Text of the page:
Timo Saloniemi
     
    Last edited: May 23, 2019
  15. STR

    STR Fleet Captain Fleet Captain

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    Depends on the distance.
    Spacedock is, supposedly, a bit under 4km wide and a bit over 5km long. Let's average that as 4.5km because the math assumes a circular object.

    If you it site it in geostationary orbit (35,786km), then it will be about 0.43 arc minutes (1 arc minute is 1/60 of a degree) wide from Earth. By comparison, Mars at its closest approach is about 0.41 minutes. It's probably rather reflective too, compared to dirt. So it would be a plainly visible dot in the night sky even in most cities.

    If you put it closer to earth, say 1000 km up, then it will take up 15.5 minutes. In comparison, the 1738km wide moon at its closest (perigee) to earth is 16 minutes. You will not only see it, but you'll be able to easily make out the major structures and surface features. At that distance, it will probably be reflective enough to make it easy to see at night, like a full moon. You'd be able to clearly see it in the daytime too.

    If you move it down to 400km, where the ISS orbits, it will be 38 minutes wide, more than half a degree, about 2 times wider than the moon. At that point, it will be distractingly huge in the sky day or night. When it's overhead, it would probably never get dark on the ground, but a faint twilight.
     
    Last edited: May 23, 2019
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  16. F. King Daniel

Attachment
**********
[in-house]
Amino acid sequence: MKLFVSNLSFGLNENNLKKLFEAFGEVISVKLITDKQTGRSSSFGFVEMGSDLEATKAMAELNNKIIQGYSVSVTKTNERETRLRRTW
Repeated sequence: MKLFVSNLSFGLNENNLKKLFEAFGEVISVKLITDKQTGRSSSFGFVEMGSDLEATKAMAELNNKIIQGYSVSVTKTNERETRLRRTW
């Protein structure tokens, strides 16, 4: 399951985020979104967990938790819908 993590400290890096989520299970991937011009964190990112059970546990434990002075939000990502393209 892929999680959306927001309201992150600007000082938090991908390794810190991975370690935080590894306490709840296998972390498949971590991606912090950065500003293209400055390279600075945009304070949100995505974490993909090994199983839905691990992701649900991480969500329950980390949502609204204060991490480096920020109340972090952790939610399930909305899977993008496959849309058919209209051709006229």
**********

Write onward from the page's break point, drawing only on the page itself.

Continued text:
F. King Daniel Fleet Admiral Admiral

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    If a director thinks it'll make a good shot, they'd make it visible. Like Vulcan in the sky from Delta Vega, or any number of other examples.
     
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  17. publiusr

    publiusr Vice Admiral Admiral

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    Here is where Build The Enterprise Dan had it wrong.

    It would be cheaper to make an airship in the shape of a compact starship like Voyager, where it could fly low and people could see it.

    No spindly nacelle struts

    Large space-based-powersats people would see, and even then might night resolve into a disk in the naked eye.
     
  18. Defiler-Of-Redshirts

    Defiler-Of-Redshirts Commander Red Shirt

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    No way, Spacedock is only somewhat larger than an aircraft carrier and probably several hundred miles out in orbit (my own estimate from the appearance of Earth relative to Spacedock). You'd need a telescope to see it, even high-powered binoculars wouldn't do the job from that distance.
     
  19. Timo

    Timo Fleet Admiral Admiral

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    ...The sheer number of well-lit portholes is unprecedented there, though. So at night, this would probably be one of the brightest stars in the sky.

    That is, the ISS has no illumination to speak of, but shines thanks to its reflective surfaces when it's out of darkness but not drowned out in brightness. Spacedock would shine throughout the night, as a compact fuzzy constellation of tiny starlets that nevertheless would easily match the intensity of real stars.

    This assuming that the odd angles observed in ST3 and its footage reuses, ST6 and DSC indicate the structure might present its sides to Earth on occasion, even though it's also possible the stem is "supposed" to point down and there are no lights at the bottom, by deliberate choice.

    Timo Saloniemi
     
  20. Tenacity

    Tenacity Rear Admiral Rear Admiral

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    the thousand foot enterprise-refit can not only enter the big mushroom spacedock, but can maneuver around inside it.